While few analysts agree with headline-grabbing talk of $100-a-barrel oil, fewer still predict that prices will move much south of $40. The implicit message from mid-December's OPEC meeting - when ministers agreed to convene for an extraordinary gathering at the end of January for fear of weaker second and third-quarter demand - was that members are now preparing to defend prices at about that level.
Increased confidence about the future direction of oil prices has been underlined recently by rises in the traditionally conservative forecasts on which governments base their budget projections. Riyadh's outlook for 2006 assumes an average price of about $31 a barrel, up from $25 in the 2005 budget, while Oman goes even further - assuming $32, also rising from $25. And laying the foundations for continued growth further down the line, the region's oil and gas producers are heeding consumer cries and investing heavily to raise production capacity.
The fruits of the oil boom are evident across the Gulf. In December, Saudi Arabia published a preliminary estimate of the 2005 budget surplus, calculating it at SR 214,000 million ($57,707 million), topping Kuwait's KD 3,200 million ($11,000 million) surplus for fiscal year 2004/05. In Qatar, the economy is reckoned to have expanded by 27 per cent in 2005 in nominal terms.
Happily for the region's longer-term macroeconomic stability, the positive story is not all about oil. A combination of bigger budgets, attempts at diversification and a sea of liquidity being invested close to home are driving rapid private sector growth. The region's corporate heavyweights routinely post record profits and stock markets continue to scale new heights. The Shuaa Arab share index rose by more than 90 per cent in 2005, and this was only partly driven by the capital markets of the oil-rich countries. The stock markets of Jordan and Lebanon, for example, rose by about 100 per cent and 70 per cent respectively, while shares in Morocco and Tunisia put in performances that were impressive by global standards. Helped by the mood of optimism created by a new, reformist government, Egypt's Hermes index also climbed by more than 100 per cent over the course of the year.
However, the behaviour of certain bourses provides one of the few black-spots on the horizon. With too much money chasing too few stocks, several markets are becoming very overheated - those of the UAE and Saudi Arabia in particular. Given prevailing economic conditions, severe crashes are unlikely, but 2006 is likely to see some correction and is unlikely to produce rises on the same scale as last year. In the GCC, the gradual rise in interest rates in line with US Federal Reserve policy is likely to tame some of investors' wilder excesses. Rising rates will also help control inflation, the other main economic problems faced by the six states.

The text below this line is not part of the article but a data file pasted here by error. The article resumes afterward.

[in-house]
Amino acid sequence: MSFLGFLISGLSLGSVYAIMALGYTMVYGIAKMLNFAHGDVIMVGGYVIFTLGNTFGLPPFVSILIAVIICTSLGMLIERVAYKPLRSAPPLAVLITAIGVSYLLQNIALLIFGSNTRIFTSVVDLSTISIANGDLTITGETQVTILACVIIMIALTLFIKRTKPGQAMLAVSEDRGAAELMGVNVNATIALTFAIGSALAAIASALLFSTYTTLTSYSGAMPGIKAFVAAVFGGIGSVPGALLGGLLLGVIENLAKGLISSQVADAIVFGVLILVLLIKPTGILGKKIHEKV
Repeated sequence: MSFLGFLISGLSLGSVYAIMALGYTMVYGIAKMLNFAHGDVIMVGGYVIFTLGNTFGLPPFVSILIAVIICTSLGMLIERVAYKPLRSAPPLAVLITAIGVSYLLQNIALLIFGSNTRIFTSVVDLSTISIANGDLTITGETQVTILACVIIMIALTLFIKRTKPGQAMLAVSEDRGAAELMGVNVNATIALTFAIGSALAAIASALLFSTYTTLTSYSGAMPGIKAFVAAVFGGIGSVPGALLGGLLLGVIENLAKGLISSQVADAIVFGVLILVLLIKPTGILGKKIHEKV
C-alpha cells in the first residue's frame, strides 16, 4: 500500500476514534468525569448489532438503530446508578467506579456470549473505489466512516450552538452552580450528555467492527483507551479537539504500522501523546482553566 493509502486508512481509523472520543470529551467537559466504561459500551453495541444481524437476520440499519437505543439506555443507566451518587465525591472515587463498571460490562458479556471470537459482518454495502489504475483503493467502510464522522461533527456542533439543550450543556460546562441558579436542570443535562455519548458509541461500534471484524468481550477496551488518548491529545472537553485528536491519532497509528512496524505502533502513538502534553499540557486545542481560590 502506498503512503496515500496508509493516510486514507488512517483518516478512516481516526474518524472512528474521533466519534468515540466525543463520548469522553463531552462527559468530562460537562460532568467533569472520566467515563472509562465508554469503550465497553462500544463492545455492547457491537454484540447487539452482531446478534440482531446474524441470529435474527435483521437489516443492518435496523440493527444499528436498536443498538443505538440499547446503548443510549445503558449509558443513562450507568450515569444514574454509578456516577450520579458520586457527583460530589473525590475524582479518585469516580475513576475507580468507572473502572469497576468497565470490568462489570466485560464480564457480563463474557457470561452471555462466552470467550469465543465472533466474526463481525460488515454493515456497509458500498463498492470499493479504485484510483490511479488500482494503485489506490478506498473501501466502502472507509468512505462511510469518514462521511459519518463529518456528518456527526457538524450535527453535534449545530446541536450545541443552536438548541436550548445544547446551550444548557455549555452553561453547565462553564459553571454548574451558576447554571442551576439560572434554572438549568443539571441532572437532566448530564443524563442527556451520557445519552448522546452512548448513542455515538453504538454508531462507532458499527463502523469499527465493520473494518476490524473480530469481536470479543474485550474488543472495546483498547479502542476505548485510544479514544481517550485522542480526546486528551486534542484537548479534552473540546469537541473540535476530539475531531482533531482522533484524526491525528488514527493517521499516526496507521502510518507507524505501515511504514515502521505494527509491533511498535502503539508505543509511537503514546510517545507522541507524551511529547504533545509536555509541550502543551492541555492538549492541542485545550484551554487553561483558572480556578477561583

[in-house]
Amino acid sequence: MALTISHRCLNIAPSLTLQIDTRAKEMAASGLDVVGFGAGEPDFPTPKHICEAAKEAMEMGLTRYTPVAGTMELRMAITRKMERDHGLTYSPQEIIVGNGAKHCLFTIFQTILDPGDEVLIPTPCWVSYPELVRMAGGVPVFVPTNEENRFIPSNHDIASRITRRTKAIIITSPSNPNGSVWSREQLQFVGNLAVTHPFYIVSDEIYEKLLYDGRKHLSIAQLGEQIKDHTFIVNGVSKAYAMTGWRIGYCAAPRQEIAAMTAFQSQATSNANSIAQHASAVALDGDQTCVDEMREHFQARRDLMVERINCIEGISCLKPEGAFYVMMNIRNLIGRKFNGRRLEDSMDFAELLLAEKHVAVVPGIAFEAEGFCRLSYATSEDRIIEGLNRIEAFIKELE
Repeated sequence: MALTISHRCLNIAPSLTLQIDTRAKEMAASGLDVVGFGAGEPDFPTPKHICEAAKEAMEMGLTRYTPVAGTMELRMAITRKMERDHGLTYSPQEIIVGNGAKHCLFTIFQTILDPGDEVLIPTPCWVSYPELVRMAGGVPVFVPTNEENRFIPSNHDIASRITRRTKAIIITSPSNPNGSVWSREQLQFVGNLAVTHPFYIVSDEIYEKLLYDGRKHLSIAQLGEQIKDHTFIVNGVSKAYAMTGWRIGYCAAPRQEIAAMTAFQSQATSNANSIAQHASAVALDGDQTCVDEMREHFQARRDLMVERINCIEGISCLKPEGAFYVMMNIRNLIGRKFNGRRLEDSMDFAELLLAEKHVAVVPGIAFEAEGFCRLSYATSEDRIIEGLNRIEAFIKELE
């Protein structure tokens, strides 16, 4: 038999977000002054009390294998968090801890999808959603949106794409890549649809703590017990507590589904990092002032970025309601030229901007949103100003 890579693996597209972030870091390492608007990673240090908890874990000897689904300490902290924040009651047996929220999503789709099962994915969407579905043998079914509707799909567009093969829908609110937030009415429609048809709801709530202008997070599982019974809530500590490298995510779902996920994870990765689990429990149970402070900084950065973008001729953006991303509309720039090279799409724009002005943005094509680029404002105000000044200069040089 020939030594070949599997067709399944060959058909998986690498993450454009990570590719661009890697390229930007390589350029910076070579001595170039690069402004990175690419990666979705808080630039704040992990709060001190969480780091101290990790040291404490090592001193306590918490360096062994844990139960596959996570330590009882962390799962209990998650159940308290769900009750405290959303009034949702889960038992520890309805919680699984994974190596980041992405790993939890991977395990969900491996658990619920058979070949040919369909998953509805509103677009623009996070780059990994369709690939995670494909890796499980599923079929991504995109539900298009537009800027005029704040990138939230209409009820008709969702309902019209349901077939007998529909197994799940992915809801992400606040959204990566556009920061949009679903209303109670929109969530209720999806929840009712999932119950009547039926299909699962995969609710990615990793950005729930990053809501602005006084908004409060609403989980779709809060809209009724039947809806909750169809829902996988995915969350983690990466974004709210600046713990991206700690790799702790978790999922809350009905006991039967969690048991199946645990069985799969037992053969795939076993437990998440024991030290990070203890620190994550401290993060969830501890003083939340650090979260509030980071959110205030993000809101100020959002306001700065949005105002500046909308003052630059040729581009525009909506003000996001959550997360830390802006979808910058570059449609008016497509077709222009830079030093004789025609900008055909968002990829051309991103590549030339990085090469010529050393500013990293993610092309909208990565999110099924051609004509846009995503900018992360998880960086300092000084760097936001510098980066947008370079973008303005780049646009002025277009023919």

Private sector growth is being driven by the soaring expenditure of cash-rich governments on infrastructure projects. In Qatar, for example, the Public Works Authority (Ashghal) is carrying out a QR 26,000 million ($7,000 million) infrastructure upgrade programme. At the same time, private sector investment opportunities in infrastructure are growing. Riyadh is moving forward on an ambitious tendering schedule for a series of planned independent water and power projects (IWPPs), the model now finding favour across the Gulf. According to MEED Projects, schemes worth more than $650,000 million are planned or under way in the GCC, Iran and Iraq. Oil price forecasts imply that such activity will accelerate further in 2006.
Under such benign conditions, politicians might be expected to lose some of their enthusiasm for economic reform. However, while not all are pursuing it with a uniform degree of urgency, a raft of changes is afoot which should see a greater role for the private sector and alleviate the region's woeful record in attracting foreign direct investment. Some governments are being goaded by World Trade Organisation commitments, a process that Riyadh has begun following the kingdom's accession in November. Cairo's reformers are proceeding quickly with the divestment of government assets in the banking sector, and even Syria's first private foreign banks have opened their doors. Maghrebi governments have also accelerated their privatisation programmes.
2006 promises to be another year of economic good fortune across the Middle East. And with few economic wolves at the door, governments will be at leisure to push ahead with reform and lay the foundations for solid, long-term growth.
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